that is second degree murder. same as a killing of passion with a gun
    i don’t care what the law says….there’s just and then there is justice

  • Mike Flynn


  • “The inability to control your emotions and think rationally is not a valid defense in my opinion.”

    And yet, that’s precisely what distinguishes manslaughter from murder.

    With a second-degree murder charge, as was suggested below, you would have to show she willfully intended to kill Buob when she hit his motorcycle.

  • It depends. She certainly could have conditions on her release or parole. That’s usually a case-by-case basis sort of thing.

  • Let’s be clear, that’s not testimony, that’s an ex-boyfriend talking to a news station.

  • There was another high-profile road rage incident that was just ruled upon recently: http://www.autoblog.com/2017/04/07/texas-driver-sideswiped-motorcycle-prison/


    I understand the distinction. I think that there’s a distinct difference between a knee jerk immediate reaction and chasing someone down for several miles. This was a plea agreement so the charge she plead to doesn’t necessarily reflect the crime she committed. I think the plea bargain was too lenient and the application of the crime of manslaughter is not being applied correctly.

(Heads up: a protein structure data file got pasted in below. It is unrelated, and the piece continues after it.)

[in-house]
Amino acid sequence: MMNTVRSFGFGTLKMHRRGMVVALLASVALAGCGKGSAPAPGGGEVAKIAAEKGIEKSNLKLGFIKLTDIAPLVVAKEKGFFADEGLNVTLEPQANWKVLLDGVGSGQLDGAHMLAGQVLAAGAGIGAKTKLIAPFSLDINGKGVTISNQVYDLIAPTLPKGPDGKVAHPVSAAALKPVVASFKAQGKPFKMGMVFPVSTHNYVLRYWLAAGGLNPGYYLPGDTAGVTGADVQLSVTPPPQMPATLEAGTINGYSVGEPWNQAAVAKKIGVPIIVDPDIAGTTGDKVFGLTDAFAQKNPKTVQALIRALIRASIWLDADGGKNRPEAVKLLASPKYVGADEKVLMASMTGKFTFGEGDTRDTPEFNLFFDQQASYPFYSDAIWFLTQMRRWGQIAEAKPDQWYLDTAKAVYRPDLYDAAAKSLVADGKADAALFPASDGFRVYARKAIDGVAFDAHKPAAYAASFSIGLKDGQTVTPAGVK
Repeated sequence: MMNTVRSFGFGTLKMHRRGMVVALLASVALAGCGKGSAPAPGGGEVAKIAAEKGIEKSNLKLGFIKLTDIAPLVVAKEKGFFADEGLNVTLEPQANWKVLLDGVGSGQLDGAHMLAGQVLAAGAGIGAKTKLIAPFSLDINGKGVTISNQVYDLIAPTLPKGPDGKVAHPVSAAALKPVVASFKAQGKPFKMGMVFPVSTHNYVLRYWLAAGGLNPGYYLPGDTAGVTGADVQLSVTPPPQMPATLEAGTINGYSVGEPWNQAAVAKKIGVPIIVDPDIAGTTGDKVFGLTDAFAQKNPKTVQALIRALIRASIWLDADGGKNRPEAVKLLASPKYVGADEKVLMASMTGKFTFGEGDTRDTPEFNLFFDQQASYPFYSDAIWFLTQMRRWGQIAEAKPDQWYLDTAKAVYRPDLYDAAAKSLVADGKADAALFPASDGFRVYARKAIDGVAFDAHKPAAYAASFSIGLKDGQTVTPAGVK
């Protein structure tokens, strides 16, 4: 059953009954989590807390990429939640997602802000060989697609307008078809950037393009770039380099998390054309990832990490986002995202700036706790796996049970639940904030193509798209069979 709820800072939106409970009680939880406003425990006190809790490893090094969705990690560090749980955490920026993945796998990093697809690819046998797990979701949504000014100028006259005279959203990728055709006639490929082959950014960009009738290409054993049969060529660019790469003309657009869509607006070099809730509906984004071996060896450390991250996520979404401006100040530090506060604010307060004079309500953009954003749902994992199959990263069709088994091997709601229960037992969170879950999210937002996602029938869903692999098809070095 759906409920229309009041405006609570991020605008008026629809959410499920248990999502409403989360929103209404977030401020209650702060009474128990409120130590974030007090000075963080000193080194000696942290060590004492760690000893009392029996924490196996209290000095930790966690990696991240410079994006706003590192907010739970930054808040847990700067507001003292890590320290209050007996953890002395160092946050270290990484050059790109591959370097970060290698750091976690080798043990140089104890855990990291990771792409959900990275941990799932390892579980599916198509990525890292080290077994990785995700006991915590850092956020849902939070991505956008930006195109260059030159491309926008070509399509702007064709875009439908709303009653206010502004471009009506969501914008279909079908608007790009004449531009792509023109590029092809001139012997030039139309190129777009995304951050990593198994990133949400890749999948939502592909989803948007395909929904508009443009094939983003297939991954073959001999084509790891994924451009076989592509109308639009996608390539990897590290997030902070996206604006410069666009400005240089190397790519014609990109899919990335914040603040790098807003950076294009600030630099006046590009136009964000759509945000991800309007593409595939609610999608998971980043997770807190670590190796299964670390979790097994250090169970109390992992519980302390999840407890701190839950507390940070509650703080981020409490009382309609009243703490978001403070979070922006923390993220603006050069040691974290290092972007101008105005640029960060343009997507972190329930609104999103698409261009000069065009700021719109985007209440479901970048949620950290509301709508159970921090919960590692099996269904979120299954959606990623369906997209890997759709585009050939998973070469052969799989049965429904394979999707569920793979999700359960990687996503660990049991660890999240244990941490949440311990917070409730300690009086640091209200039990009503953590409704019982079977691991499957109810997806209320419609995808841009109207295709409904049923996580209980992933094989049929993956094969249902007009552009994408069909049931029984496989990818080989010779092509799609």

• darren636

    life for a life

  • Fivespeed302

    Let’s be clear, if you use me as an attorney, well you’re a dumbass! Hahahaha!

  • Shinigami

    Indeed there was- the guy in Texas, who caused (serious) injury but not death, essentially gets a life sentence (you expect this specimen to last the 15 years he’s been sentenced to?) while the woman who killed Chief Petty Officer Buob gets off with 6 (more like two, under California’s procedures).


    Yes I understand your arguments Jensen. But this woman is a murderer by any normal metric.

  • Fivespeed302

    Although I will refer to myself as your attorney in any bar wingman style, should you purchase my drink.

  • Jd

    Terrible situation and I feel for the rider and family. But it begs to question the riders involvement, or his lack of dis-involvement? Ive been in a tiff or two and know that I will lose in a impact scenario, so I give a nice sharp finger and leave the scene. Quite easily I might add, done deal. How the heck could it last 2 freeways without some sort of commitment to the conflict. So I am scratching my head and realizing to short sentence.